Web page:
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Book review: Actors Anonymous
Hannah Britt/Daily Express
December 05, 2013 , 11 : 00 am GST
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Actors Anonymous book cover
Actors Anonymous by James Franco
At first glance Actors Anonymous looks like your average novel. Then you notice that it is written by James Franco.
Not content with being an Oscar nominated actor and respected director Franco is also an author. Actors Anonymous is his second book. His first was greeted with glowing critical acclaim.
The front cover tells us that Actors Anonymous is a novel. It's not. It's a collection of short stories inspired by Alcoholics Anonymous' 12 Steps. Split into sections each details one of the darker aspects of Hollywood. As such the composition is bizarre.
While the crux of the AA steps is to reach continued sobriety Franco's book has no such purpose. It lurches between characters and styles. Some of the short stories work well and Franco is especially good when writing about himself.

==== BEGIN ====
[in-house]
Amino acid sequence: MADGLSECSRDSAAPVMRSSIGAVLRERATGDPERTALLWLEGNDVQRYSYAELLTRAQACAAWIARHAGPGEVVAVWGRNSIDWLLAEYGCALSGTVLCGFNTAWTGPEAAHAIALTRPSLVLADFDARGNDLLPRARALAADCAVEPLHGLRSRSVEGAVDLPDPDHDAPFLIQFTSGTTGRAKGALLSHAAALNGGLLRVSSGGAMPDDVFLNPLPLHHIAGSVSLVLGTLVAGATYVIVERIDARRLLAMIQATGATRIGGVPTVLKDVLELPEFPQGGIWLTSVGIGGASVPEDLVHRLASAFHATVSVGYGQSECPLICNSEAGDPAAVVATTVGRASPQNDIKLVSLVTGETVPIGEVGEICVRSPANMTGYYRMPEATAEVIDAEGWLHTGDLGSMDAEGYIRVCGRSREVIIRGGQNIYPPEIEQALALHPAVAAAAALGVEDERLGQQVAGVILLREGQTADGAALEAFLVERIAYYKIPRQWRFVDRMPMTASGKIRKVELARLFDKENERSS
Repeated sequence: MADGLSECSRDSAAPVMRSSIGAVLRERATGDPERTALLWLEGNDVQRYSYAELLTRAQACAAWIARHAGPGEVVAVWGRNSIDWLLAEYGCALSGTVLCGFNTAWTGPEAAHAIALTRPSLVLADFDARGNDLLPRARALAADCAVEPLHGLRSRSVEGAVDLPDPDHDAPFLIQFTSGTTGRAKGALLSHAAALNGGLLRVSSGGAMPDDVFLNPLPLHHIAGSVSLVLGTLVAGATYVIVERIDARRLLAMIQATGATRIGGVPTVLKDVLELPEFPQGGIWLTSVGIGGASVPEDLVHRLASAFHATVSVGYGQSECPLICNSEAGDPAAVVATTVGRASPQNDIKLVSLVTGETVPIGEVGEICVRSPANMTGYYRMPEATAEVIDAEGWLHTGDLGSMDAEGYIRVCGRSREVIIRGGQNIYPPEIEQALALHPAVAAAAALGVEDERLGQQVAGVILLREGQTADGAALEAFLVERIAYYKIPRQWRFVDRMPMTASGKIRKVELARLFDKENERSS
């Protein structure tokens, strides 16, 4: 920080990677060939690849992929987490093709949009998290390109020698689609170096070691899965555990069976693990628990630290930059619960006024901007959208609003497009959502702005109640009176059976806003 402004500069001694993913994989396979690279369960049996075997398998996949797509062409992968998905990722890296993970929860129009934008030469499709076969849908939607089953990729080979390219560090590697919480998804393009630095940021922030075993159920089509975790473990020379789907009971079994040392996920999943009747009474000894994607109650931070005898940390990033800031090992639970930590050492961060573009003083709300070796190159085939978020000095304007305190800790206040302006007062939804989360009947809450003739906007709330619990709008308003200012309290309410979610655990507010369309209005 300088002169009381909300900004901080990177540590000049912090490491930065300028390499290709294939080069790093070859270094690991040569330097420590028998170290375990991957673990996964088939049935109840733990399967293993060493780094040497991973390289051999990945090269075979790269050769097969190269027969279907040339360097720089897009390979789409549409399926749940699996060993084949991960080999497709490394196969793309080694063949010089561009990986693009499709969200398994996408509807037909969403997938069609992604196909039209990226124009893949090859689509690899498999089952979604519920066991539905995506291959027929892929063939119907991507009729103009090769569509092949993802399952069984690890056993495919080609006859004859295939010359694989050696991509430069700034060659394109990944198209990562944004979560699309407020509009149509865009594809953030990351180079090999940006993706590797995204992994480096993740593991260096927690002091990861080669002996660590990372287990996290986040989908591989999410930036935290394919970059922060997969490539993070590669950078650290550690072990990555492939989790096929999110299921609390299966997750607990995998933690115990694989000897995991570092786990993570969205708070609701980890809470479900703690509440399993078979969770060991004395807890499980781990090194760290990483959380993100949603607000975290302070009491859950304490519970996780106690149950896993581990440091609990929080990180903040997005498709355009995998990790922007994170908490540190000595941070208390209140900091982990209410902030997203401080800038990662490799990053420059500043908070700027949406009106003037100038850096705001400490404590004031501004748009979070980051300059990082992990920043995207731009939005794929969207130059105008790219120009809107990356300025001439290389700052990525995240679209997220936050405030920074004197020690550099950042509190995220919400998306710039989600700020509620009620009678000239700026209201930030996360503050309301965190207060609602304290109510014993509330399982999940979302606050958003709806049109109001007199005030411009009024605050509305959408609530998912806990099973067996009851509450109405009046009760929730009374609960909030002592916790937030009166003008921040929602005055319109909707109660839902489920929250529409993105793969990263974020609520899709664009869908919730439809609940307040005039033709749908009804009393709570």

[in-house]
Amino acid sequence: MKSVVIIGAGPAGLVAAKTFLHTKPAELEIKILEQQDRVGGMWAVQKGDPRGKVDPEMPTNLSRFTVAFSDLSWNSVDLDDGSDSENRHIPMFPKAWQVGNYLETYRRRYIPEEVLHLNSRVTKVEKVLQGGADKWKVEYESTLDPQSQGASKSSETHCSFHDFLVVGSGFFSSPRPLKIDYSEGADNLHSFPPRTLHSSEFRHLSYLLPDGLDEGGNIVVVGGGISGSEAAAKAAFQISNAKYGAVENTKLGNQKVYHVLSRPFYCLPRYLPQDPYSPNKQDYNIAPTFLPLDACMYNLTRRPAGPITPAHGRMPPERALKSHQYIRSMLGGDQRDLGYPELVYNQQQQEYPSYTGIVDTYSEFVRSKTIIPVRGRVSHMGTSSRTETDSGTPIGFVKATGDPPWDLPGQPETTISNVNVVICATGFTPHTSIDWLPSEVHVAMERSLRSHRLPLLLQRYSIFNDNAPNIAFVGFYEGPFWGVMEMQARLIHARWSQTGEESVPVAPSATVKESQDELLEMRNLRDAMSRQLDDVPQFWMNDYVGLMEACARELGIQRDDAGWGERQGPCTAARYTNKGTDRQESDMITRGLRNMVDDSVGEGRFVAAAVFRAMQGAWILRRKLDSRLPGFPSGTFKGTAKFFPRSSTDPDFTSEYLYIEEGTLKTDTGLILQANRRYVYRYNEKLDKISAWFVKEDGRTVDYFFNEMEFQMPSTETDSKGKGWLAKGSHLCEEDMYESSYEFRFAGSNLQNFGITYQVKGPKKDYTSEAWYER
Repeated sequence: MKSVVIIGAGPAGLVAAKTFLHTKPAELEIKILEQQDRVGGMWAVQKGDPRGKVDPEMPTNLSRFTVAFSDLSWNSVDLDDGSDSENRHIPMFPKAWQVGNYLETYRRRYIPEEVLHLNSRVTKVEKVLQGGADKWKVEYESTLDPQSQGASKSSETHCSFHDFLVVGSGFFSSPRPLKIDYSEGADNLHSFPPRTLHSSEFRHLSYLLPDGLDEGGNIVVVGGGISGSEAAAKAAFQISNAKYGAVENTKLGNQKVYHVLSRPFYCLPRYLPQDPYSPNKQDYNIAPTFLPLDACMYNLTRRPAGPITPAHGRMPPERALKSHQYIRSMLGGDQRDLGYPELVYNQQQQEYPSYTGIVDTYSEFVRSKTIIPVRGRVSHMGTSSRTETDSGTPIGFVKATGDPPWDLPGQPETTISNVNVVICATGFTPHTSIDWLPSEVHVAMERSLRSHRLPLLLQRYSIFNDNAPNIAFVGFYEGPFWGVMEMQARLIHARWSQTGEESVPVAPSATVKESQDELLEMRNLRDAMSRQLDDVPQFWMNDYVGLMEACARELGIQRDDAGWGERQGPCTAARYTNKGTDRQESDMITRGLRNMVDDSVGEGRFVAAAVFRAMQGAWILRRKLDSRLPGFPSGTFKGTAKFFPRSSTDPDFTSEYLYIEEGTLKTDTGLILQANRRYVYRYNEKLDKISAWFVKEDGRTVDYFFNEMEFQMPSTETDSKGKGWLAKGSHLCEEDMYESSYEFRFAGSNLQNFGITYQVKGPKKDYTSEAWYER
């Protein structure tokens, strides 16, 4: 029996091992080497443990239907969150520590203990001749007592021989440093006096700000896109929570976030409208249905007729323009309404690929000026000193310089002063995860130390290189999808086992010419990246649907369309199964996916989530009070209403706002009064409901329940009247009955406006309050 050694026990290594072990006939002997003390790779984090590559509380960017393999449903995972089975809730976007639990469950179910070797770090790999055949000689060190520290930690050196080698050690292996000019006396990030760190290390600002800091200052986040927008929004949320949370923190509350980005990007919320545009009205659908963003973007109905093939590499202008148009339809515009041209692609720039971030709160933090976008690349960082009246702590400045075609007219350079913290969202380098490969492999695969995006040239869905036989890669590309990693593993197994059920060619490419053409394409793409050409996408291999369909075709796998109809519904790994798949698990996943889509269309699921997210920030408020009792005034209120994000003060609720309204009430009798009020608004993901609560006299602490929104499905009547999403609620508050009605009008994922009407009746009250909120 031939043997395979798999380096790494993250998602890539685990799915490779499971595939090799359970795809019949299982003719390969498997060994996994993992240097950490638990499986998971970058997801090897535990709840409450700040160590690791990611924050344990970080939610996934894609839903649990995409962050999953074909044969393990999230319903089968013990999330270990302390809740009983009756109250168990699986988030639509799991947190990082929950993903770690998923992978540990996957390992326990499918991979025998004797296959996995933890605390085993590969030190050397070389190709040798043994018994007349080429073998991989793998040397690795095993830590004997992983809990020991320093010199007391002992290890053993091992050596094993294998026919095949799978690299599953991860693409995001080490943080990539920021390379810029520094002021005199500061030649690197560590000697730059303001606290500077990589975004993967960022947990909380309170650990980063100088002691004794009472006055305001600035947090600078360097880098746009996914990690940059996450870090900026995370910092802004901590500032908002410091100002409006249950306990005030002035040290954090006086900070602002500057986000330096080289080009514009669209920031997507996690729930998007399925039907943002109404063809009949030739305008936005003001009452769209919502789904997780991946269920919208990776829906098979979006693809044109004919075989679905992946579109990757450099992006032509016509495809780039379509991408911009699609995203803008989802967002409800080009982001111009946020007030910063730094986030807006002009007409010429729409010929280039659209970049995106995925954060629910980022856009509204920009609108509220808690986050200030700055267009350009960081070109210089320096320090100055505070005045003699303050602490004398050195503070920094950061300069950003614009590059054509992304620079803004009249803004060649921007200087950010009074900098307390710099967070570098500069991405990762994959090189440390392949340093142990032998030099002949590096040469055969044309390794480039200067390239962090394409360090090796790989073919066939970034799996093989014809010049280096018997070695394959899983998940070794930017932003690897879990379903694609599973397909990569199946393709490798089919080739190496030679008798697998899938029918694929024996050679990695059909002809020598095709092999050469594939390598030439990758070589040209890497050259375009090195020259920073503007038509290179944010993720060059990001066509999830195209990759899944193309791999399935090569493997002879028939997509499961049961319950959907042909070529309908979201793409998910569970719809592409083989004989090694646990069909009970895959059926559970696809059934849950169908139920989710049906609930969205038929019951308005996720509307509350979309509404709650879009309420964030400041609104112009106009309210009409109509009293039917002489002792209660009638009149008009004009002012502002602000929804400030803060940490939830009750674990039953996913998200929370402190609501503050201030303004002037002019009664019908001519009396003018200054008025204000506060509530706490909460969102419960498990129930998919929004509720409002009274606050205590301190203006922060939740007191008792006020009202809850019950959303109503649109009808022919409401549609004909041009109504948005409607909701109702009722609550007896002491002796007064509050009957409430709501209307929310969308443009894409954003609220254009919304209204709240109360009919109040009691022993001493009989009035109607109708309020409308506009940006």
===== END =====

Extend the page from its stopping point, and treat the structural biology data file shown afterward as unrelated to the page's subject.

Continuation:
He details the highs and lows of fame with aplomb and leaves the reader to decipher whether the narrative is in fact about him.
Chapter five sees a teacher attempt to convince an actor to accept a film role. Against his better judgement the actor takes it.
As the story progresses there are parallels between Franco's own experience of taking a part in Tristan And Isolde, a film in which he appeared before he made it big.
It flopped and it becomes clear that taking the part is something Franco regrets. It is a fascinating insight. The stories that don't directly involve Franco fall a little flat and could do with fuller characterisation.
He writes beautifully, however, and I can't help but think that he missed a trick by not developing just one or two of the stories into a novel.
Actors Anonymous is a book for anyone who enjoys delving under the surface of Hollywood.
As an examination of celebrity it's a fresh look into a world rarely seen by us mere mortals. "Hollywood has always been a private club," writes Franco. "I open the gates. I say welcome. I say look inside."
This unique voice may be flawed but it's an engaging exploration of the weird and wonderful and a fascinating piece of escapism.
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